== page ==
WHERE TO EAT: Take a break from the traditional ‘Kaffe und Kuchen’ – the local German tradition of relaxing over a slice of cake and hot, fresh coffee – and go for a burger at Hans Im Gluck at 24-26 Sonnenstrabe. The funky décor includes trees which seem to grow up from the floor. It’s actually a burger grill and offers something just that little bit different from the Austrian-inspired food available at many of the traditional eateries. It’s also great for late night cocktails. Tel: +49 89 55999966.

TAKE IN SOME CULTURE: Be amazed by the masterpieces at Alte Pinakothek. The art museum has the largest collection of Rubens paintings in the world and tons of masterpieces by great artists of the 14th to 18th centuries.

ENJOY AN OUTDOOR BEER: Relax at Karlsplatz (Stachus). A popular inn and beer garden stood here in the 18th century. Underneath is the main pedestrian area of the city, with nice shops and restaurants, which are perfect to take a break from meetings.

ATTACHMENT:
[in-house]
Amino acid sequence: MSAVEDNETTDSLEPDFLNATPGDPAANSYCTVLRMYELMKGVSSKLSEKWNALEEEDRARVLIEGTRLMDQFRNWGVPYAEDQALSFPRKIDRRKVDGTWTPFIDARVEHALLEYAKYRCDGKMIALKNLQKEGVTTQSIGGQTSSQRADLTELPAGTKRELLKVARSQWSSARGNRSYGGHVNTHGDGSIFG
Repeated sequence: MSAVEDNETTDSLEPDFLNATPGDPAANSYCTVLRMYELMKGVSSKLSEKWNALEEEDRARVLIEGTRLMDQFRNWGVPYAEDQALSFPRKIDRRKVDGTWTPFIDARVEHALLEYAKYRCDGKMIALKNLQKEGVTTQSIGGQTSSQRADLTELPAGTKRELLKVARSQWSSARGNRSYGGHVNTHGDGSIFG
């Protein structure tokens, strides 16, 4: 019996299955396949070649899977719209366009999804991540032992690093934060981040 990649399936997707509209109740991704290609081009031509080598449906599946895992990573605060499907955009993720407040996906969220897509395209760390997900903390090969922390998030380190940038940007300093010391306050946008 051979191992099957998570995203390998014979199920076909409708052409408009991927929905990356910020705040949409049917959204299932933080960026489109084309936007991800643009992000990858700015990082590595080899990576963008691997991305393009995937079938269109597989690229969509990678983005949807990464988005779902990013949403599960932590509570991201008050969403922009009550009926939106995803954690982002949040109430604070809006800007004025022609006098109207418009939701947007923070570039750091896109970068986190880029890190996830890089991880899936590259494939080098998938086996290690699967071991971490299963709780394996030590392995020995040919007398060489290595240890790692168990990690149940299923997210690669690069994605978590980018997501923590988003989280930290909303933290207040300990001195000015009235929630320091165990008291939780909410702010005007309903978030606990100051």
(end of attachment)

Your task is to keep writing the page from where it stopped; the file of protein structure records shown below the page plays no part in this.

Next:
ENJOY THE VIEW: Save some energy to walk the 299 steps to the top of St Peter’s Church tower and admire the view across the city. On a good day, you can see the Alps. It’s hard to believe that this lovely building, with its painted ceilings and stunning white interior, pictured left, was rebuilt after it was almost completely destroyed by Allied bombs in the Second World War. It’s just 200m from the main Marienplatz square.

FOLLOW IN THE FOOTSTEPS OF THE RESISTANCE: See the golden cobblestones that pave the route of the Viscardigass pedestrian alley near Odeonsplatz in memory of the resistance against Hitler in the lead up to the War, pictured below. Hitler had insisted passers-by salute a monument near here and the only way to signal disagreement was to take the long way around and down the alley to avoid it. The alley was nicknamed ‘Drueckebergergasse’ or ‘Deserter’s Alley’. The golden cobblestones now set into the ground commemorate the brave Germans in the resistance party (known as the White Rose) who took the ‘right path’. Check out the tourist board website at